Next weekend the Ebenezer Maxwell Mansion in Germantown–Philly’s only Victorian house museum–is having its annual game of live action Clue. This year it involves the death of Oliver Twist, that obnoxious nub who steals the limelight from the Artful Dodger.
From my Inquirer piece, which my editors titled (delightfully): “Mr. Dickens in the study with a rope”:
The problem with Charles Dickens’ novels is that the good guys are almost always terribly dull, but persist in winning in the end anyway. Wouldn’t it be more fun if, say, Oliver Twist met a grisly end and the reader had to figure out who was on the right end of the bludgeon (or pistol)?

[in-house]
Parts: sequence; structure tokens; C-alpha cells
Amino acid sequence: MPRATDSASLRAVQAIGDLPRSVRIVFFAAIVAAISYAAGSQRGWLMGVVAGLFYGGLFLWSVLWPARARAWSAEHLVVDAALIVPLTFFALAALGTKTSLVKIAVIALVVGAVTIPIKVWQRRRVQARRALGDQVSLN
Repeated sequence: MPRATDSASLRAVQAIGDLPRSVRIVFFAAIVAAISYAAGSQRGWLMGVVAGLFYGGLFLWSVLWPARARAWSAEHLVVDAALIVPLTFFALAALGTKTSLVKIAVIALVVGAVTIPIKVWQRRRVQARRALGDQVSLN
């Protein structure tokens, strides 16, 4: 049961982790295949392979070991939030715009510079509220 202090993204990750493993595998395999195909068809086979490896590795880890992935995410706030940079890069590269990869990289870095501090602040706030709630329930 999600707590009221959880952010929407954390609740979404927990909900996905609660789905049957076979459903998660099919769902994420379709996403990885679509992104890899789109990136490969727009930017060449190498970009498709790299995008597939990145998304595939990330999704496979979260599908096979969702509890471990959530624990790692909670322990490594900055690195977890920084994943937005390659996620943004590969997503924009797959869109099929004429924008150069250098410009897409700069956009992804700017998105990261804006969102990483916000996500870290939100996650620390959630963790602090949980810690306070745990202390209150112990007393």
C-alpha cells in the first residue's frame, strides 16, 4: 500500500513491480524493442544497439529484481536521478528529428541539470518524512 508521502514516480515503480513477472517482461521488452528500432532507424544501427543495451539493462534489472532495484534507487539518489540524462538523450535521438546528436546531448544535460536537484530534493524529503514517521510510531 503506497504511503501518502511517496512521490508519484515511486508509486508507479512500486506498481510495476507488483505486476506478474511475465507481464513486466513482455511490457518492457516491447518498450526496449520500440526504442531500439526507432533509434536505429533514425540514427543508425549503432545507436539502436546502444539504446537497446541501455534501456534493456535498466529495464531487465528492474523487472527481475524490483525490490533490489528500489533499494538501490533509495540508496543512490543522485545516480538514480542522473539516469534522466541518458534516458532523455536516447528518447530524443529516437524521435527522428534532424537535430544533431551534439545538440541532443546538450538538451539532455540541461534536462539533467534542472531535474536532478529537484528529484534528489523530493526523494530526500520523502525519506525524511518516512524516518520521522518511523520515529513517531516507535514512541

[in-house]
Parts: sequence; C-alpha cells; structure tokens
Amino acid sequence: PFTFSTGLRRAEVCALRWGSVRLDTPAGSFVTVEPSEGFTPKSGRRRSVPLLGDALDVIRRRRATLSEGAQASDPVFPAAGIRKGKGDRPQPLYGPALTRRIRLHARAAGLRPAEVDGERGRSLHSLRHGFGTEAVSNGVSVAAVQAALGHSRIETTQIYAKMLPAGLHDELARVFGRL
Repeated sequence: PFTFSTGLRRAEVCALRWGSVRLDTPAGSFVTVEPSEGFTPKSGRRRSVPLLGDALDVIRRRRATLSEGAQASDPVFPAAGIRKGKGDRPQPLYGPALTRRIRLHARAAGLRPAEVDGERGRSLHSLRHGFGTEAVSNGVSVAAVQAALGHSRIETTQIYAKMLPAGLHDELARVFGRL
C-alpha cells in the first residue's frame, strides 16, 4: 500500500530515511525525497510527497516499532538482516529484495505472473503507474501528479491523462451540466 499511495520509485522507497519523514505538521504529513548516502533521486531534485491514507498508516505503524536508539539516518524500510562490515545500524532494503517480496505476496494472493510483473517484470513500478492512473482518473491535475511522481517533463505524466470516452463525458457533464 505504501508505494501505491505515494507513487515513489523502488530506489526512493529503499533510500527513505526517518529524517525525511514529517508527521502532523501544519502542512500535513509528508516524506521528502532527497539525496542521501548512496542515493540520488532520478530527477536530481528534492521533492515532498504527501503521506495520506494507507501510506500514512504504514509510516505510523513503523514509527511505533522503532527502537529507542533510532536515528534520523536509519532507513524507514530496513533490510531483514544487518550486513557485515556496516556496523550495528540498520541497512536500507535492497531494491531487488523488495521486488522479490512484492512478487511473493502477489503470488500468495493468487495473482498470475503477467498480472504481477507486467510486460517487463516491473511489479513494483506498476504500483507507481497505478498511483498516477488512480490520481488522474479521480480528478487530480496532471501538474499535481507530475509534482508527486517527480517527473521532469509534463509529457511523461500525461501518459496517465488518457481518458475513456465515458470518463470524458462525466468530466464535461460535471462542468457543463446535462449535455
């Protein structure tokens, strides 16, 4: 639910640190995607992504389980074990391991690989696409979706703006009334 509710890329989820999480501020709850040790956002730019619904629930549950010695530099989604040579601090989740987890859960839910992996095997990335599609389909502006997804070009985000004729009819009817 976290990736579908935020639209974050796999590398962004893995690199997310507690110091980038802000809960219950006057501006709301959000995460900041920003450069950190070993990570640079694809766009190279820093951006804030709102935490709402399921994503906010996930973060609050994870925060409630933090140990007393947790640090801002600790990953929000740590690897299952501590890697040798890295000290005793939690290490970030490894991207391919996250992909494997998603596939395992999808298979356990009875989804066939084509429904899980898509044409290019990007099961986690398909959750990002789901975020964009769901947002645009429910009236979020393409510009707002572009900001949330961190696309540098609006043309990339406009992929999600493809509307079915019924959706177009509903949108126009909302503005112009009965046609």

The folks who run the Ebenezer Maxwell Mansion have embraced the general concept with “Twisted: A Dickensian Mystery.” It’s a sort of live game of Clue, in which the audience must figure out who murdered everyone’s favorite orphan (and with what).
The suspects include a rogue’s gallery of Dickens’ creations, ranging from Fagin and Uriah Heep to the moldering Miss Havisham, complete with cobwebbed, mouse-bitten wedding cake. The action takes place in a Victorian house museum, amid a collection showing what life in the tree-lined “suburb” of Germantown was once like. The house boasts servants’ quarters, a hand-crank coffee grinder, and an original stone outhouse. (Creepiest accoutrement: “hair art,” which consists of a lock of curly tresses snipped from the head of a terminally ailing child and then framed.) After a tour of the murder scene, guests retire to the kitchen to nibble on refreshments and identify the killer.